Absinthe: The Green Goddess is an essay in 8 parts by the famous occultist Aleister Crowley, first published in The International, Vol XII No.2, February 1918. It seems to have been composed in the legendary Old Absinthe House in New Orleans.
In it he extols the peculiar virtues of this beverage that was often vilified, and became banned in many countries throughout the 20th century. In part VI he writes thus:
Ah! the Green Goddess! What is the fascination that makes her so adorable and so terrible? […]
What is there in absinthe that makes it a separate cult? The effects of its abuse are totally distinct from those of other stimulants. Even in ruin and in degradation it remains a thing apart: its victims wear a ghastly aureole all their own, and in their peculiar hell yet gloat with a sinister perversion of pride that they are not as other men.
But we are not to reckon up the uses of a thing by contemplating the wreckage of its abuse. We do not curse the sea because of occasional disasters to our marines, or refuse axes to our woodsmen because we sympathize with Charles the First or Louis the Sixteenth. So therefore as special vices and dangers pertinent to absinthe, so also do graces and virtues that adorn no other liquor.
I have chosen to reproduce the whole part III, devoted to a brillant description of the prohibitionist, which remains true for any type of bigotry, whether with respects to alcohol and drugs or to unconventional sex:
The Prohibitionist must always be a person of no moral character; for he cannot even conceive of the possibility of a man capable of resisting temptation. Still more, he is so obsessed, like the savage, by the fear of the unknown, that he regards alcohol as a fetish, necessarily alluring and tyrannical.
With this ignorance of human nature goes an ever grosser ignorance of the divine nature. He does not understand that the universe has only one possible purpose; that, the business of life being happily completed by the production of the necessities and luxuries incidental to comfort, the residuum of human energy needs an outlet. The surplus of Will must find issue in the elevation of the individual towards the Godhead; and the method of such elevation is by religion, love, and art. These three things are indissolubly bound up with wine, for they are species of intoxication.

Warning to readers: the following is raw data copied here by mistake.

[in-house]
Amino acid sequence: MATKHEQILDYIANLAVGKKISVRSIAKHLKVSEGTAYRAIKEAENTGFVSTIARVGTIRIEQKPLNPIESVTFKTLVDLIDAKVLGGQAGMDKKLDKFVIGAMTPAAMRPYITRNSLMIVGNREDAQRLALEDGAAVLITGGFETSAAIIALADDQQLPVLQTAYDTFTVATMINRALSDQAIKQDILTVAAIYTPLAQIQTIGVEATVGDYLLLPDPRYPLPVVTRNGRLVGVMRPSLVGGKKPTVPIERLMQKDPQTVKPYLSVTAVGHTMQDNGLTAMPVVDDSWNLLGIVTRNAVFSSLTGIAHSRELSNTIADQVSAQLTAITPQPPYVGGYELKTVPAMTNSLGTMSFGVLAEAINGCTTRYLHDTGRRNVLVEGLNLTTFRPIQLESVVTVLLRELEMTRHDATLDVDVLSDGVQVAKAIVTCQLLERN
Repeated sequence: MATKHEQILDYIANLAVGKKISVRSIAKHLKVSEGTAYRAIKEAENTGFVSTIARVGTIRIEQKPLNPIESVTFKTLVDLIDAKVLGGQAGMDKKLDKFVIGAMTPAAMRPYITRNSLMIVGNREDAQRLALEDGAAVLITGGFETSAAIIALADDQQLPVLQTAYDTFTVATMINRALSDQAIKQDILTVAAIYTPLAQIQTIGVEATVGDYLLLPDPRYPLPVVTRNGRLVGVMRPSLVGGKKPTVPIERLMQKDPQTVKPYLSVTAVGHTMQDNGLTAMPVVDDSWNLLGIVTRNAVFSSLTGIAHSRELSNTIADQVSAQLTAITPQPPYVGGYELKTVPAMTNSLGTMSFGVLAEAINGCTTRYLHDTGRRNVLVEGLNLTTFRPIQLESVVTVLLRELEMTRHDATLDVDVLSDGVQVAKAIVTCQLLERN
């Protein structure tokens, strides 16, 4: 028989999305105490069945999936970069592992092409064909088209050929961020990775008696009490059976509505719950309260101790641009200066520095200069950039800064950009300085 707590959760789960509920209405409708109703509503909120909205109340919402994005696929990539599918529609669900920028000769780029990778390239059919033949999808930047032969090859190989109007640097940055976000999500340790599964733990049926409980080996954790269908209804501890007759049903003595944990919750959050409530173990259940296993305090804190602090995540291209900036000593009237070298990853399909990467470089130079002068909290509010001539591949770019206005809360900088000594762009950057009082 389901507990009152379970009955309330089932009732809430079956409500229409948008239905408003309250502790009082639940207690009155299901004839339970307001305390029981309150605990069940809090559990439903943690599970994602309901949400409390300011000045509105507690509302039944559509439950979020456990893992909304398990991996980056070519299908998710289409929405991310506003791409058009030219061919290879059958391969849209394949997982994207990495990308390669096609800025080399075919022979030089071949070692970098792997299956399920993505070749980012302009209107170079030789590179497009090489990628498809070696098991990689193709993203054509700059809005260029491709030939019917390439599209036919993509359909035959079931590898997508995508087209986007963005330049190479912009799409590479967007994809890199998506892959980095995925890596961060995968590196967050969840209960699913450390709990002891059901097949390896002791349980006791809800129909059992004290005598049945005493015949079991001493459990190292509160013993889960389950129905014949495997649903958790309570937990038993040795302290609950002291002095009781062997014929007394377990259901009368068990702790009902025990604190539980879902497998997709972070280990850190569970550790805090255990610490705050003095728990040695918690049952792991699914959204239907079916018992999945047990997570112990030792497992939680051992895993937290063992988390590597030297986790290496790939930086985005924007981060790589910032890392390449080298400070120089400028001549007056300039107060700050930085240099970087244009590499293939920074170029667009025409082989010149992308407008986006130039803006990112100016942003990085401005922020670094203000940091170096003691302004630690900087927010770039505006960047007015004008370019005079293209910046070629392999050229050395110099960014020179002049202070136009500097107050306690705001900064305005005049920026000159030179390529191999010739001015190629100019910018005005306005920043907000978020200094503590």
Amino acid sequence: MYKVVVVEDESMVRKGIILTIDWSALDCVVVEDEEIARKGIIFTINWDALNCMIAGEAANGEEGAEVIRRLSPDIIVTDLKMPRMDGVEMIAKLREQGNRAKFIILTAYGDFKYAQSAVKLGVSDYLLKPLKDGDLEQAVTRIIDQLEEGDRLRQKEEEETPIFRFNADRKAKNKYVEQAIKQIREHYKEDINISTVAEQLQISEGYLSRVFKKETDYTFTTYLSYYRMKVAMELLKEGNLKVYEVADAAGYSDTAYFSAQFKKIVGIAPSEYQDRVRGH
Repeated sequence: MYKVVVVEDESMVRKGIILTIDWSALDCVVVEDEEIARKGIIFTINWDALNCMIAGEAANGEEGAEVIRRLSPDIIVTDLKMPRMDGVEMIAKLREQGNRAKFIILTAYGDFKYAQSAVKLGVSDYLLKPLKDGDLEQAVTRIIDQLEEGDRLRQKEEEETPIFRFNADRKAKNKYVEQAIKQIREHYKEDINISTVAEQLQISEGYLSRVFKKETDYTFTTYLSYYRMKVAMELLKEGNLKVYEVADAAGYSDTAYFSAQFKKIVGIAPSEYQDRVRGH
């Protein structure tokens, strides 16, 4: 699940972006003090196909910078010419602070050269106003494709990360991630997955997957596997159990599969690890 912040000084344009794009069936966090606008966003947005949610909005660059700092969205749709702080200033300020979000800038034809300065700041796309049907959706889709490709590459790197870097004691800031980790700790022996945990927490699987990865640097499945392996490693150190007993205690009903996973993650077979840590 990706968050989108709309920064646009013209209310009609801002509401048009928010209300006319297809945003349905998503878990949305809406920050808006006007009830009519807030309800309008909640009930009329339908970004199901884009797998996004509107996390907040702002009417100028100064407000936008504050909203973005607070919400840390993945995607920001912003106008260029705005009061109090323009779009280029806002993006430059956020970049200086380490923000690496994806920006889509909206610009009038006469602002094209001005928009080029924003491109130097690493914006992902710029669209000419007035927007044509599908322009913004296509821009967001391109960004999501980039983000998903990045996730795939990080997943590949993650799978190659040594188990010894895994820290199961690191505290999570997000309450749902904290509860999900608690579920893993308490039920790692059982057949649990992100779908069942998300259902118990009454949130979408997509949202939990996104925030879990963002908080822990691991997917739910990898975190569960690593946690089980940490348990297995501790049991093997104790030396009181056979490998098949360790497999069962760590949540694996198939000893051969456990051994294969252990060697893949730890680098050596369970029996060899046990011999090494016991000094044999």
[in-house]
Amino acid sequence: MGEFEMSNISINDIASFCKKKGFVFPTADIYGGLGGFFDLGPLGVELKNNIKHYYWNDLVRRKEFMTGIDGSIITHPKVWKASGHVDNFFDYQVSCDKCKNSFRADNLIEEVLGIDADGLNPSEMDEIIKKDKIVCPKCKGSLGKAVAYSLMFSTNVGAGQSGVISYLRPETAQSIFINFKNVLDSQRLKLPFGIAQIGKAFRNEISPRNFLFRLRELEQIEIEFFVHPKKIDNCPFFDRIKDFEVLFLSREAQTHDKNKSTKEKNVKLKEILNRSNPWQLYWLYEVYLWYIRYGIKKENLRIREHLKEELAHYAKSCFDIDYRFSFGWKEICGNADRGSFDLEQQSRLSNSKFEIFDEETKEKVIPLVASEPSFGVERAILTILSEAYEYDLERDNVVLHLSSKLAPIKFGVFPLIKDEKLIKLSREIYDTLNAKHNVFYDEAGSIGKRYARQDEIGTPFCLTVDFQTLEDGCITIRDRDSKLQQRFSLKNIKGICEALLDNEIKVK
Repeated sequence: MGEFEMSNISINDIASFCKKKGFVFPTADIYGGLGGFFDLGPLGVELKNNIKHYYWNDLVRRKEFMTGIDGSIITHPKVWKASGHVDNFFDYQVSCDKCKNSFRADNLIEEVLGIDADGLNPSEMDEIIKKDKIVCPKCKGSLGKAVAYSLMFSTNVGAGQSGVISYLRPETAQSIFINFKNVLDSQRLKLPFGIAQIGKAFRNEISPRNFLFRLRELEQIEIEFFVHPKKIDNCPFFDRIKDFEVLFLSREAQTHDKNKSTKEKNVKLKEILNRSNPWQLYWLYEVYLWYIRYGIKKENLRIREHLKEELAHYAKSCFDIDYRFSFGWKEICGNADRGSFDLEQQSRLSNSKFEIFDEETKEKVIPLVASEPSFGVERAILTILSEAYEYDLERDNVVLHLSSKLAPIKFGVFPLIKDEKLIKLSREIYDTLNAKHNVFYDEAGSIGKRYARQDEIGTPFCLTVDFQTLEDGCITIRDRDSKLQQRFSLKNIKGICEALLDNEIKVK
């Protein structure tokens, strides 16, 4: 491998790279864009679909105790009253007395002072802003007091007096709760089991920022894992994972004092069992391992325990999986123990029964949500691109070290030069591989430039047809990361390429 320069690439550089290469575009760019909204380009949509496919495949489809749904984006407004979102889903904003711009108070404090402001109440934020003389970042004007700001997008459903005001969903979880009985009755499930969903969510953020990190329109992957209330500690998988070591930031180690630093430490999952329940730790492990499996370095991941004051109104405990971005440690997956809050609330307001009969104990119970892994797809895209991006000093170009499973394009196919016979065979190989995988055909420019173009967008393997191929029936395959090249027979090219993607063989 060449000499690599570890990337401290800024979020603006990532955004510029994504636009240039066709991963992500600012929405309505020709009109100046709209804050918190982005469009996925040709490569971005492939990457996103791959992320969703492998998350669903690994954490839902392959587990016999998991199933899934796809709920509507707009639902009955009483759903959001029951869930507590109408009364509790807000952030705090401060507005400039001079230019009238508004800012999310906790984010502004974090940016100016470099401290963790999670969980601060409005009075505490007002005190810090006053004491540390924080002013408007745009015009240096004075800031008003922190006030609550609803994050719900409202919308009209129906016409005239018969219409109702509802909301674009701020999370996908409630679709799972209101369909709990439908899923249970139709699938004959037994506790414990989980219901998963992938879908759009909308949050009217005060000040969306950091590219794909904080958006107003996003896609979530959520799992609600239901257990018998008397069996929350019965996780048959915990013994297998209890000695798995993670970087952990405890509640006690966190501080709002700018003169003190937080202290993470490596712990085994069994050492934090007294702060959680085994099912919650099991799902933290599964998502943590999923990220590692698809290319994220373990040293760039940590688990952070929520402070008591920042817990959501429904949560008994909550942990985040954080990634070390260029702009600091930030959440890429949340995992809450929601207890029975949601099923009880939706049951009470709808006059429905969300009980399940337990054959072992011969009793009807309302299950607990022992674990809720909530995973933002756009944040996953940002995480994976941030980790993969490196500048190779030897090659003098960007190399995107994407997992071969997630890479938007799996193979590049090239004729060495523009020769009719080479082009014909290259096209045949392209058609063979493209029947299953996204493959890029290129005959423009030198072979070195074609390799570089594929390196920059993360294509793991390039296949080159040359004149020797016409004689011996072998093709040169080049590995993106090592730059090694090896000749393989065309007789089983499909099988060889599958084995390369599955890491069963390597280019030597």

Yet against all these things we find the prohibitionist, logically enough. It is true that he usually pretends to admit religion as a proper pursuit for humanity; but what a religion! He has removed from it every element of ecstasy or even of devotion; in his hands it has become cold, fanatical, cruel, and stupid, a thing merciless and formal, without sympathy or humanity. Love and art he rejects altogether; for him the only meaning of love is a mechanical—hardly even physiological!—process necessary for the perpetuation of the human race. (But why perpetuate it?) Art is for him the parasite and pimp of love. He cannot distinguish between the Apollo Belvedere and the crude bestialities of certain Pompeian frescoes, or between Rabelais and Elenor Glyn.
What then is his ideal of human life? one cannot say. So crass a creature can have no true ideal. There have been ascetic philosophers; but the prohibitionist would be as offended by their doctrine as by ours, which, indeed, are not so dissimilar as appears. Wage-slavery and boredom seem to complete his outlook on the world.
There are species which survive because of the feeling of disgust inspired by them: one is reluctant to set the heel firmly upon them, however thick may be one’s boots. But when they are recognized as utterly noxious to humanity—the more so that they ape its form—then courage must be found, or, rather, nausea must be swallowed. May God send us a Saint George!